Steak lovers will never go hungry in Las Vegas, which is home to some of the best steak houses in the world. Whether you like your beef dry-aged or wet-aged, grass-fed or corn-fed, all-American or fancy French, Las Vegas has the steak for you. The local outposts of familiar top steak-house chains such as Ruth’s Chris Steakhouse and Morton’s are a quick cab ride from the Strip. Better yet, celebrity chefs such as Charlie Palmer, Jean-Georges Vongerichten, and Tom Colicchio are behind many of the top hotels’ carnivorous creations. Diners would expect no less from one of the nation’s hottest foodie cities.
Charlie Palmer Steak, led by famed chef Charlie Palmer, serves 28-day aged beef, seafood, and signature side dishes like truffle baked potatoes and Gruyere cheese gnocchi. Steaks include a 20-ounce New York shell steak with carmelized garlic jus and a 10-ounce charcoal grilled filet mignon with roasted shallot jus. In the informal dining area near the bar, diners can enjoy cigars over dinner and catch live entertainment Friday and Saturday evenings. The formal dining room is quiet and clubby, decorated with Spanish-style arches and a rich red carpet.
Celebrity chef Jean-Georges Vongerichten's acclaimed Prime Steakhouse serves dishes such as six-peppercorn New York steak with red onion compote and porterhouse with pearl onions in thyme. The dining room is decorated in tones of Tiffany blue and chocolate brown, and diners can puff on cigars on the garden patio.
MGM Grand is home to CraftSteak, led by James Beard award-winning chef and Top Chef judge Tom Colicchio. The food, made with fresh ingredients from small family farms, is prepared simply. Signature dishes include grilled Kobe skirt steak and braised short ribs.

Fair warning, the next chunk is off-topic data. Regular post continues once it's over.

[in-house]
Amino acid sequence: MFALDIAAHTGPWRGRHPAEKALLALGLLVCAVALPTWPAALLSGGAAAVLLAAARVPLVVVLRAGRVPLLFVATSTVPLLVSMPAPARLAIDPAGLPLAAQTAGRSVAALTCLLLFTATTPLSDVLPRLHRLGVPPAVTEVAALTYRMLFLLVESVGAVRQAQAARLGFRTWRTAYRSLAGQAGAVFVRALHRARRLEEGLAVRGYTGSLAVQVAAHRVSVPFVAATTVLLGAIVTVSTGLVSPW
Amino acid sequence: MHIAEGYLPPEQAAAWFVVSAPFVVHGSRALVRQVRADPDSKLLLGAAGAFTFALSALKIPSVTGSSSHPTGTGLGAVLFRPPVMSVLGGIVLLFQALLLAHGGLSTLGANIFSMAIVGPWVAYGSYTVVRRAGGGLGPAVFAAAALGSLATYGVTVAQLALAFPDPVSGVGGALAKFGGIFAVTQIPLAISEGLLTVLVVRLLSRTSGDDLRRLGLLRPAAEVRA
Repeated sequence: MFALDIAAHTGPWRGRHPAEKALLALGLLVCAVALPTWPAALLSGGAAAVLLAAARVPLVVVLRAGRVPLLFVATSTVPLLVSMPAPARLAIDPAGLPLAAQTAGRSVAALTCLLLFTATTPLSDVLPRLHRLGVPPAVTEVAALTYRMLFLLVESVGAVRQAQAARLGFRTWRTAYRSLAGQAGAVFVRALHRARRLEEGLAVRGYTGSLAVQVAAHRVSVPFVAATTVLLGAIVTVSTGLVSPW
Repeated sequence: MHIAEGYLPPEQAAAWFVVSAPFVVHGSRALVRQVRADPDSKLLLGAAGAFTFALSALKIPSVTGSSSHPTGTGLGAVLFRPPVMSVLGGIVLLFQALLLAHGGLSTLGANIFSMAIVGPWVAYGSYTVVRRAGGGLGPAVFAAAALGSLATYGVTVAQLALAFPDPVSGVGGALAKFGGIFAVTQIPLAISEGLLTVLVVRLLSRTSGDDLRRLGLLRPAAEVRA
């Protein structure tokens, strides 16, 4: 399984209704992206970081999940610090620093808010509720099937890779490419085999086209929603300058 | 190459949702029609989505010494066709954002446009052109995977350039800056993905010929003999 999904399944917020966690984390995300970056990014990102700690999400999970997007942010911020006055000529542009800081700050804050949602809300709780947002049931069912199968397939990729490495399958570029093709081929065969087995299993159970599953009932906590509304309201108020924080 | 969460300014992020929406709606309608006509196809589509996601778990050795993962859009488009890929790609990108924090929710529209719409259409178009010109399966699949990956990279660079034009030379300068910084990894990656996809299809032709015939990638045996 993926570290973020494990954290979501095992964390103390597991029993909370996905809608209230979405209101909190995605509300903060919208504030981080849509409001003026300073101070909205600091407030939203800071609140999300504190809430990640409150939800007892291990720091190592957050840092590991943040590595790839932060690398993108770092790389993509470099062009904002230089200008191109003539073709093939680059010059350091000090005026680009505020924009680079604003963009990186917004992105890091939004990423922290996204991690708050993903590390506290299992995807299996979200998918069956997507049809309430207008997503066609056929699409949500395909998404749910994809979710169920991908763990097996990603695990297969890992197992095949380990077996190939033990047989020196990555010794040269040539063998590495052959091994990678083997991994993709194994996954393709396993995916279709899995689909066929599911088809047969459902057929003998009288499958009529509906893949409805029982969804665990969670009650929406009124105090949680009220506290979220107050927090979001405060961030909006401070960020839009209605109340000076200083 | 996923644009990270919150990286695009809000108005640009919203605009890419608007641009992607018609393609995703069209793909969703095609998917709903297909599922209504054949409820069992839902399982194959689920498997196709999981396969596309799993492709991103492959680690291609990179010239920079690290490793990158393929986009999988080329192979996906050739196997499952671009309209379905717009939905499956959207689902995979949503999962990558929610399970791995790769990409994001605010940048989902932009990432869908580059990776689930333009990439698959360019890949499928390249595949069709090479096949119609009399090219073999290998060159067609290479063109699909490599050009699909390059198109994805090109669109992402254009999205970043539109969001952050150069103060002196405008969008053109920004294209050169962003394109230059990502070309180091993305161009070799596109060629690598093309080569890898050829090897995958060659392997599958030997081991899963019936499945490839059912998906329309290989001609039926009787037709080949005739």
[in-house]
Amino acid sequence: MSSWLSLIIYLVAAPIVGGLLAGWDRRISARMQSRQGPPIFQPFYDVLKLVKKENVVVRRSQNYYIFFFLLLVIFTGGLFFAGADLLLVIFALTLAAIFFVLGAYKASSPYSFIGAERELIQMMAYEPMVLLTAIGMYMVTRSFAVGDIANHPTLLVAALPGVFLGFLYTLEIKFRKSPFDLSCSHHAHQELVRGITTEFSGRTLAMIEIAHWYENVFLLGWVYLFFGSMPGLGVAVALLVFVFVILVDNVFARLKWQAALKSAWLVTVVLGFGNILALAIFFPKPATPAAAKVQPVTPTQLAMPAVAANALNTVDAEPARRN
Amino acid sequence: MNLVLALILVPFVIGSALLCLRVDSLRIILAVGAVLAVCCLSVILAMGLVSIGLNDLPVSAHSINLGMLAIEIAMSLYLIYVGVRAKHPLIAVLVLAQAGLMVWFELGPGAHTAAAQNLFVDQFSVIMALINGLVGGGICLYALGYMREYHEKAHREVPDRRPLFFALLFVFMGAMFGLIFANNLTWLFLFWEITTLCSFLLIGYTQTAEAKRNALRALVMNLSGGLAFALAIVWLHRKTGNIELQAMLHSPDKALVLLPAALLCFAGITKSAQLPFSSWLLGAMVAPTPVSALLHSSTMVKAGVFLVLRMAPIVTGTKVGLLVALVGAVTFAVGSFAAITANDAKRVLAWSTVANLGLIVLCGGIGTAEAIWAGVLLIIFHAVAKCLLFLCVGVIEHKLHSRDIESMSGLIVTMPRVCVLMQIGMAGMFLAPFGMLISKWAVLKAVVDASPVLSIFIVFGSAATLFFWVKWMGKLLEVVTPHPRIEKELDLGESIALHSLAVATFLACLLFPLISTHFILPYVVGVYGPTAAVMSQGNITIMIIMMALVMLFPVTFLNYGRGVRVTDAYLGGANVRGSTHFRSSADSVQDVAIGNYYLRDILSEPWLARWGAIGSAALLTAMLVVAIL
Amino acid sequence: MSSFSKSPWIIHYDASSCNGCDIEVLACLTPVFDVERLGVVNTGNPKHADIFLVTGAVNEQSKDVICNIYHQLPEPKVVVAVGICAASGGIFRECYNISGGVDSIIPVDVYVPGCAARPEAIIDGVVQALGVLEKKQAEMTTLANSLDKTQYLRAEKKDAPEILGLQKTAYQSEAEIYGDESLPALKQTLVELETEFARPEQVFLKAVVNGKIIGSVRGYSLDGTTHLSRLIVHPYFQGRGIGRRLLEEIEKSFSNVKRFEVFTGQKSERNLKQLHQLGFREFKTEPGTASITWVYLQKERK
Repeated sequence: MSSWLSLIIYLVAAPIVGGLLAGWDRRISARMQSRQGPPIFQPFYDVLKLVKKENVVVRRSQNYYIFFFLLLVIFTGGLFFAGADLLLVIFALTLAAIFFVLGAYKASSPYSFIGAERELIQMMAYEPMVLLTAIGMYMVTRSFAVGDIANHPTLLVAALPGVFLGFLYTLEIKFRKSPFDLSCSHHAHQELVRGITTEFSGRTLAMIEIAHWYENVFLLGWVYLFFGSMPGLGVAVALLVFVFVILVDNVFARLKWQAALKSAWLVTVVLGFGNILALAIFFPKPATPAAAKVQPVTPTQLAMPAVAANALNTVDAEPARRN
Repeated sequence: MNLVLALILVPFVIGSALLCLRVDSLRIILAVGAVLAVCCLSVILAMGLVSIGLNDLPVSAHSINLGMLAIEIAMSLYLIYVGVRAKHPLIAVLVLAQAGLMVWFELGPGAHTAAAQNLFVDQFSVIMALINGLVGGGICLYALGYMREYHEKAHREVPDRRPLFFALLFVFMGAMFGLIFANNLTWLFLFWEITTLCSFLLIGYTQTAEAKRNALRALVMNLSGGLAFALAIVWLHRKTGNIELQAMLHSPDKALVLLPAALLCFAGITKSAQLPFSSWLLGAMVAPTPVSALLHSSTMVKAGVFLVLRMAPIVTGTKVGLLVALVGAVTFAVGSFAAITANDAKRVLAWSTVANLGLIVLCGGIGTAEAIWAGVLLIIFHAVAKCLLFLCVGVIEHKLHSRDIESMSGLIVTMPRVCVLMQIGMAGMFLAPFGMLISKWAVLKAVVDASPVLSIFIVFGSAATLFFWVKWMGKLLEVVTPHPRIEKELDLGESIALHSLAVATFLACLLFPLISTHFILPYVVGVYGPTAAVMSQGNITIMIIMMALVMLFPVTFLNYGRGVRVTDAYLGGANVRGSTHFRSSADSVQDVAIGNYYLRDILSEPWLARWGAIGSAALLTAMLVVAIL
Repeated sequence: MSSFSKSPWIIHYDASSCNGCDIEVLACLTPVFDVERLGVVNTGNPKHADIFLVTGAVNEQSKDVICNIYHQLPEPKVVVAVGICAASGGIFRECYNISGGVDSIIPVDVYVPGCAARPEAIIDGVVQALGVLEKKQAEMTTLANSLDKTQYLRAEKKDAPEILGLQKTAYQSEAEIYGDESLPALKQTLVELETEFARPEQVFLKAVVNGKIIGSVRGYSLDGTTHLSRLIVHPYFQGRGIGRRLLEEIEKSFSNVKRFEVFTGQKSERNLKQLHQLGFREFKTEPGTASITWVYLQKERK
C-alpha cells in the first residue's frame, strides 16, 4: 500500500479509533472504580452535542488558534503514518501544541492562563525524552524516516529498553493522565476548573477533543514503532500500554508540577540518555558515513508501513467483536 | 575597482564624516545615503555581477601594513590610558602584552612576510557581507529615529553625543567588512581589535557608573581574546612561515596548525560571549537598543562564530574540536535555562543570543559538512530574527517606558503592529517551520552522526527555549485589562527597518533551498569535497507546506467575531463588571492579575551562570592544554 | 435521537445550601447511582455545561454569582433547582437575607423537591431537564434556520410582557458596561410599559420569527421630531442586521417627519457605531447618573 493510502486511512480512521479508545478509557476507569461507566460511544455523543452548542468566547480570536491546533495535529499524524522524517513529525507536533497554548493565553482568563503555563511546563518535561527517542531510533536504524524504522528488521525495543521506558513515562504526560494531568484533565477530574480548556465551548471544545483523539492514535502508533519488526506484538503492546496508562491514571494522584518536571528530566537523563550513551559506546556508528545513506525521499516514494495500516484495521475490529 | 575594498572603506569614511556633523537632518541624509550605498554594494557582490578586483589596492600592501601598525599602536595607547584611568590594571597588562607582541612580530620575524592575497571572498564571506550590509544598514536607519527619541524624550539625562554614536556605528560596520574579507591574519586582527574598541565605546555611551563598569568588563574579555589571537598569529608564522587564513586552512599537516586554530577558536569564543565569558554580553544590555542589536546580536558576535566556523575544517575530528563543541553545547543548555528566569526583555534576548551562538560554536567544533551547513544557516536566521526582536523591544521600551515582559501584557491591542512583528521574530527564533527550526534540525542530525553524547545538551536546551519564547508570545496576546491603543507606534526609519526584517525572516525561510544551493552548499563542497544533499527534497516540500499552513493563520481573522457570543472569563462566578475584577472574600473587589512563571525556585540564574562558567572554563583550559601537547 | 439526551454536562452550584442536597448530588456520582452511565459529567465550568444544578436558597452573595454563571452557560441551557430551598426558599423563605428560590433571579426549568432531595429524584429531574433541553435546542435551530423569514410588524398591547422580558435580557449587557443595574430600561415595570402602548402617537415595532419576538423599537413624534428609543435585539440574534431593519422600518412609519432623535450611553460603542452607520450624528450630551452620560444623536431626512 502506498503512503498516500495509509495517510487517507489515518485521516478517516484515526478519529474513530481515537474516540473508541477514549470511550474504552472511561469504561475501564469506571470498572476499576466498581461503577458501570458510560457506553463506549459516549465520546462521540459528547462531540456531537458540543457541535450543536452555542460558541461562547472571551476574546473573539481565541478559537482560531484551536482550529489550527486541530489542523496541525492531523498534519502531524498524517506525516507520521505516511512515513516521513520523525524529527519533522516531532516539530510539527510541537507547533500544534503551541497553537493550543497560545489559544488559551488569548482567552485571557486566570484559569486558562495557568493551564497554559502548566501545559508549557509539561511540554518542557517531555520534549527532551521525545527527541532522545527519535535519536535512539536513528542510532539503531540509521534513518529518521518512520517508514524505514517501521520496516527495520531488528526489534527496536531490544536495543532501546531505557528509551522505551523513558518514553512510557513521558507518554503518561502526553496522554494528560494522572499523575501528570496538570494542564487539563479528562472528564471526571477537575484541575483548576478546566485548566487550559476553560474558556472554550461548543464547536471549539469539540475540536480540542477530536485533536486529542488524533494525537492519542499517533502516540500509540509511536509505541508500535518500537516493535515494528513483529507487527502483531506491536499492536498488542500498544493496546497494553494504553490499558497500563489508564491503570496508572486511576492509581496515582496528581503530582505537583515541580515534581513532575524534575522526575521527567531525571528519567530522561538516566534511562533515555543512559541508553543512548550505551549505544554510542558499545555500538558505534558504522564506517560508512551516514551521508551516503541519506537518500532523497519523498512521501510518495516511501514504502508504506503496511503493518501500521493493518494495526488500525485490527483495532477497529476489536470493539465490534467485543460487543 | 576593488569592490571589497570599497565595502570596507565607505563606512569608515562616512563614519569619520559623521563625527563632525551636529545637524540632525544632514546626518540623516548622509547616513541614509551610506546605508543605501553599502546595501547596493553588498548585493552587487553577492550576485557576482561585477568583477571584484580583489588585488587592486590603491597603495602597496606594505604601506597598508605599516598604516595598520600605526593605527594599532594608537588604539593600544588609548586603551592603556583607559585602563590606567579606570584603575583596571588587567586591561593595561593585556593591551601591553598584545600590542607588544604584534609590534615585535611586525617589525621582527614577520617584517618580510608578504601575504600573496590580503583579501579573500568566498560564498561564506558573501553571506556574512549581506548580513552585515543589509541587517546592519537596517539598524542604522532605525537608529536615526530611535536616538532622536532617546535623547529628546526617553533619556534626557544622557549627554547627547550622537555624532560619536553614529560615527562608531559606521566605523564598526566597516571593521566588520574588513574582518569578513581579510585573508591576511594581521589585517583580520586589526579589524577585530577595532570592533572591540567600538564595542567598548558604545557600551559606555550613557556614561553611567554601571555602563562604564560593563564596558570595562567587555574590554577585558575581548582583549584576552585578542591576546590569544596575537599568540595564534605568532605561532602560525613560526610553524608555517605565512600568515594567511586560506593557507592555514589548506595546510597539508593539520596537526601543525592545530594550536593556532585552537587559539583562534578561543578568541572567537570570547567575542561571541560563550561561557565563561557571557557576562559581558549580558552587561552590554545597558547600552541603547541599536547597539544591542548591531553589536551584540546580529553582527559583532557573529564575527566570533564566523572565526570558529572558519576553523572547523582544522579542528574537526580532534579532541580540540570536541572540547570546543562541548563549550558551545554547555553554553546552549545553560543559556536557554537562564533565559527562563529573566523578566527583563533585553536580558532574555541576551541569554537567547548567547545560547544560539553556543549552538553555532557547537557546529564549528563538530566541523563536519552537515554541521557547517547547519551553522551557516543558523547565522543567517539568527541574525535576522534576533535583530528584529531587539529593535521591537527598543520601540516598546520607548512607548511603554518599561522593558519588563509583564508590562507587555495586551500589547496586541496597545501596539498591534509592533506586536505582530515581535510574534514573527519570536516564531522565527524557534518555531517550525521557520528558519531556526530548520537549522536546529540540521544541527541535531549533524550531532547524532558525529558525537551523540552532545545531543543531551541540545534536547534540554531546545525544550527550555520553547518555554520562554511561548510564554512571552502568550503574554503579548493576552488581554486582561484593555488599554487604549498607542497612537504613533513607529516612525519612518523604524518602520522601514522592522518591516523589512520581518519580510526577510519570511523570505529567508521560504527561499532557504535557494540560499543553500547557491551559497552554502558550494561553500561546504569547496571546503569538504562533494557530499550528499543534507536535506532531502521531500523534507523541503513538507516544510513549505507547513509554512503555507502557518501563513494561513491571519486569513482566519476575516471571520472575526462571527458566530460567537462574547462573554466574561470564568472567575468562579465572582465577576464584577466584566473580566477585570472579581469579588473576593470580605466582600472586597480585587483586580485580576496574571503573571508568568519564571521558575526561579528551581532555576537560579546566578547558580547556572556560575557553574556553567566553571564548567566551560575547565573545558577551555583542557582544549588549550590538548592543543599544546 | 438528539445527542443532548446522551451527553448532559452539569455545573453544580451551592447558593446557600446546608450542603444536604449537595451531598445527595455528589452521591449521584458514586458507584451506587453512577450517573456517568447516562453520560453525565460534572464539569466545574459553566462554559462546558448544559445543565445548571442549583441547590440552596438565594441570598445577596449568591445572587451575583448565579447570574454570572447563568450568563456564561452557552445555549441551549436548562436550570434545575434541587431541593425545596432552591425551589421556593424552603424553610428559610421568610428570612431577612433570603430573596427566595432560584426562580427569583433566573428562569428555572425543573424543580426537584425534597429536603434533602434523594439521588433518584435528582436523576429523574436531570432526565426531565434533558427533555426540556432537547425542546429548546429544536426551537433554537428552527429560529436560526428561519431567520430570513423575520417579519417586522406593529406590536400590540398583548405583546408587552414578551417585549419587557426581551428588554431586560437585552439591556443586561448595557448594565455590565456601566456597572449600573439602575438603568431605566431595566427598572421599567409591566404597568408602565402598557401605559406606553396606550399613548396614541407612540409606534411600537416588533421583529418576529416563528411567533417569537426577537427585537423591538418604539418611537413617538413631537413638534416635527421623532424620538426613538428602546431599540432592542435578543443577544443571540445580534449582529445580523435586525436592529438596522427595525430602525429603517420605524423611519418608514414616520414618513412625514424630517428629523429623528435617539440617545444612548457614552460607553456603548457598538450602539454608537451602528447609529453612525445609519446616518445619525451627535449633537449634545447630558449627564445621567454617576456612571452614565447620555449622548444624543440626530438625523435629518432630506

The Palazzo boasts three steak houses, two of them helmed by celebrity chefs: Cut from Wolfgang Puck, Carnevino from Mario Batali, and Morels French Steakhouse & Bistro. Cut's top-quality meats range from USDA Prime 35-day dry-aged steaks to Japanese 100 percent Wagyu beef. Carnevino serves dishes such as hand-cut steak tartare Piemonte-style. Morels, known for its wine selection as well as its steaks, offers 60 wines by the glass and more than 400 varieties of French and California wine by the bottle.
The top-notch steak houses at The Palazzo, the Venetian's sister property, may be under the same roof and just a quick walk away, but the Venetian has its own roster of celebrity-chef led steak houses too: Delmonico Steakhouse from Emeril Lagasse, and Pinot Brasserie from Joachim Splichal, named Restaurateur of the Year in 2002 by Bon Appetit. Delmonico's New Orleans-style specialties include bone-in rib eye steaks and double-cut pork chops. Diners at Pinot Brasserie can chose from filet mignon or a 20-ounce chateaubriand with a side of bearnaise for two.
Wynn's SW Steakhouse serves various cuts of aged Nebraskan corn-fed beef, from chili-rubbed double rib eye to filet mignon, as well as seafood dishes like cedar-roasted oysters with pancetta, leeks, and creme fraiche. The restaurant, led by chef David Walzog, won the AAA Four Diamond Award in 2008 and 2009 and was named the best steak house in Las Vegas by New York Magazine in 2009. The outdoor dining area overlooks the hotel's "Lake of Dreams" and its 90-foot waterfall. Wynn's other steak house, Country Club, is led by chef Carlos Guia, a James Beard award nominee in 2006.
Stripsteak at Mandalay Bay is the first steak house from star chef Michael Mina, Bon Appetit’s chef of the year in 2005. Esquire magazine voted its steak to be the best in America in 2008. Dishes include a 30-ounce Angus porterhouse and an 8-ounce American Kobe filet of Wagyu beef.